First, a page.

Albert Sands Southworth (American, West Fairlee, Vermont 1811–1894 Charlestown, Massachusetts)
Josiah Johnson Hawes (American, Wayland, Massachusetts 1808–1901 Crawford Notch, New Hampshire)
14.0 x 10.8 cm (5 1/2 x 4 1/4 in.)
Gift of I. N. Phelps Stokes, Edward S. Hawes, Alice Mary Hawes, and Marion Augusta Hawes, 1937
Not on view
Marking: Hallmark, TR: Scovill Mfg. Co. / Extra [see Spirit of Fact (Sobieszek and Appel, 1976) #2, p. 151]
Edward S. Hawes, Alice Mary Hawes, and Marion Augusta Hawes; [Holman's Print Shop, Boston]; I.N. Phelps Stokes, New York, 1937
The Metropolitan Museum of Art. "The Hawes-Stokes Collection of American Daguerreotypes by Albert Sands Southworth and Josiah Johnson Hawes," November 4, 1939–December 7, 1939.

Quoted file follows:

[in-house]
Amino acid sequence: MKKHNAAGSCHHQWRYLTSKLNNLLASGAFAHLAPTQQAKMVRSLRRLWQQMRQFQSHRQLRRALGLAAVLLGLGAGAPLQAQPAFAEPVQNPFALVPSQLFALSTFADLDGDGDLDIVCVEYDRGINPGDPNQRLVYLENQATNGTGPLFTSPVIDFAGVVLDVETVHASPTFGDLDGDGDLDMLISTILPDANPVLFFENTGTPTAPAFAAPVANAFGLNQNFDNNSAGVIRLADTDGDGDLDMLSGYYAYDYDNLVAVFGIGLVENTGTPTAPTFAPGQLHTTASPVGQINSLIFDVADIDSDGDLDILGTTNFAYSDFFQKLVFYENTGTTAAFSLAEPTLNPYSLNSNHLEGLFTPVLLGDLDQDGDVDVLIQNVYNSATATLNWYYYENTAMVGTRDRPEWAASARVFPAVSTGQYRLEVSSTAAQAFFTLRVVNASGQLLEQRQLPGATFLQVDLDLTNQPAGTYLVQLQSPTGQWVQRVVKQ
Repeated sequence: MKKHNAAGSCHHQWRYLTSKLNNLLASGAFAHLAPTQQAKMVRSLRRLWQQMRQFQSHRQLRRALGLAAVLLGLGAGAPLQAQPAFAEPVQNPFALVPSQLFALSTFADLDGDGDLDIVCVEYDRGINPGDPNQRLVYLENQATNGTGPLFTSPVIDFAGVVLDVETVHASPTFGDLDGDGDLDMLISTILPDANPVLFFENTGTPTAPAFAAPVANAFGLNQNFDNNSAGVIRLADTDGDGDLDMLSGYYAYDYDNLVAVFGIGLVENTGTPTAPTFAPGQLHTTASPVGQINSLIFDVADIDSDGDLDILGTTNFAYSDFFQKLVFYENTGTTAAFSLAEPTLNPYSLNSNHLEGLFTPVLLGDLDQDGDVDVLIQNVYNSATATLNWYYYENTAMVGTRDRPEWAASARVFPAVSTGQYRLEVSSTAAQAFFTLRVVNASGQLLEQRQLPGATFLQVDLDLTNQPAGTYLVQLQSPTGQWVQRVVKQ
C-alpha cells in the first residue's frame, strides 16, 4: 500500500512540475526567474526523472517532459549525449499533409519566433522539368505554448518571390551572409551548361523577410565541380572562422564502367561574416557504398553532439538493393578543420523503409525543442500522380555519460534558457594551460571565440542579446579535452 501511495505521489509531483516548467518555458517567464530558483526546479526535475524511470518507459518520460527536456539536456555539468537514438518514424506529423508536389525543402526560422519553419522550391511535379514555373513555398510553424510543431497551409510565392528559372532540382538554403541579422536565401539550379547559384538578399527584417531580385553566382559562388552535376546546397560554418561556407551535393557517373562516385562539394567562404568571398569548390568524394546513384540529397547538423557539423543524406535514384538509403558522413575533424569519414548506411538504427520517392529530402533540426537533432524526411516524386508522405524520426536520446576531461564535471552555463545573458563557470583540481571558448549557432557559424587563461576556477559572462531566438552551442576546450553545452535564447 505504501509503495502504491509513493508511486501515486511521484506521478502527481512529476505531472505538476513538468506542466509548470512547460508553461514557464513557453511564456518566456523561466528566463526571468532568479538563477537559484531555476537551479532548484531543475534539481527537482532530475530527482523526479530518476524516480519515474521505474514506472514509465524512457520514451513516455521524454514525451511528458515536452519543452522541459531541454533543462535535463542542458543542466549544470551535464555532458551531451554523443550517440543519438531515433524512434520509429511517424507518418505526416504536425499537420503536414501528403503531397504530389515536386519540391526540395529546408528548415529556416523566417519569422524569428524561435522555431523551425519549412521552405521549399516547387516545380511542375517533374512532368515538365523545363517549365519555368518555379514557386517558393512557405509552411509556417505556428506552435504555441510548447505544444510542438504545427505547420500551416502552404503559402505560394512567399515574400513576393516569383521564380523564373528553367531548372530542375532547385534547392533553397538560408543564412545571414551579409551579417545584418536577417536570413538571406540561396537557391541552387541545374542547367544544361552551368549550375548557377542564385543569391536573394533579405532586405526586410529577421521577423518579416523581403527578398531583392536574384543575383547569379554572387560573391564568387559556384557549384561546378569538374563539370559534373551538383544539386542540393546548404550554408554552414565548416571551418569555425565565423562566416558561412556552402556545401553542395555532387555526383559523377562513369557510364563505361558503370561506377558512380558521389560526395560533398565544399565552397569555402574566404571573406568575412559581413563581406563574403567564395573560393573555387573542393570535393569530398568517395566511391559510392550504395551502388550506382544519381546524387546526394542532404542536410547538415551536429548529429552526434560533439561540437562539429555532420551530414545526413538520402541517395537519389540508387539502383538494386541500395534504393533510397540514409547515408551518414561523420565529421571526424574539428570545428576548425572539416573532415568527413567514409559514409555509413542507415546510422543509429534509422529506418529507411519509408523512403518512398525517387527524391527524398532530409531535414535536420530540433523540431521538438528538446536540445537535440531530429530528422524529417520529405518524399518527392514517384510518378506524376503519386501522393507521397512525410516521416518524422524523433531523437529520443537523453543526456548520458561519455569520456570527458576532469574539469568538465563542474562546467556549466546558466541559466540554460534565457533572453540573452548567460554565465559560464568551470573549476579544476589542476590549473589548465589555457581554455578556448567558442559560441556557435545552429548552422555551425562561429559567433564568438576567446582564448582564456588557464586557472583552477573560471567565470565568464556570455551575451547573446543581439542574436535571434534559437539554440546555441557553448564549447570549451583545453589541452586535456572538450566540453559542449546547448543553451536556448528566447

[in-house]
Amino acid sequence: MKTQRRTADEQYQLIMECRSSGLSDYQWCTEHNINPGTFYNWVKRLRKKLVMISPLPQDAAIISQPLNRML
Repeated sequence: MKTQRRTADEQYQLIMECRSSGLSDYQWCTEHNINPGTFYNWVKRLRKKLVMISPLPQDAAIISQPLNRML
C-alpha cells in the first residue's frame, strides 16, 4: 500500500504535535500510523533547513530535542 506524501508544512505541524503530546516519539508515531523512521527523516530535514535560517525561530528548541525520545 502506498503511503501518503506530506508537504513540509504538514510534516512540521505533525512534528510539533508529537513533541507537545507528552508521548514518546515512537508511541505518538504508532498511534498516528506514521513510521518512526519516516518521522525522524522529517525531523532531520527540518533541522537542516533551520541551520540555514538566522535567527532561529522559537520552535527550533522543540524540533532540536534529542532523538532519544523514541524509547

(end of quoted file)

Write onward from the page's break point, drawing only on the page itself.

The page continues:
Stokes, Isaac Newton Phelps. The Hawes-Stokes Collection of American Daguerreotypesby Albert Sands Southworth and Josiah Johnson Hawes. New York: The Metropolitan Museum of Art, 1939. fig. 10.
Moore, Charles LeRoy. "Two Partners in Boston: The Careers and Daguerreian Artistry of Albert Southworth and Josiah Hawes." Master's thesis, University of Michigan, 1975. no. 96.
Sobieszek, Robert A., and Odette M. Appel. The Spirit of Fact: The Daguerreotypes of Southworth & Hawes, 1843–1862. Rochester: George Eastman House International Museum of Photography and Film, 1976.
Romer, Grant B., and Brian Wallis, ed. Young America: The Daguerreotypes of Southworth & Hawes. New York: George Eastman House International Museum of Photography and Film, 2005. no. 201.
Biography: Ellis Howe was granted the first patent for a sewing machine in America. Trained as an instrument and watch maker, Howe publicly unvieled his invention in 1845 and received a patent the following year. Unable to find financial backing in America, he went to England, where he produced his machines in colaboration with William Thomas. He returned to America to find others, including Issac Singer, using his innovations. In 1865, he established the Howe Machine Company in Bridgeport, Conneticut.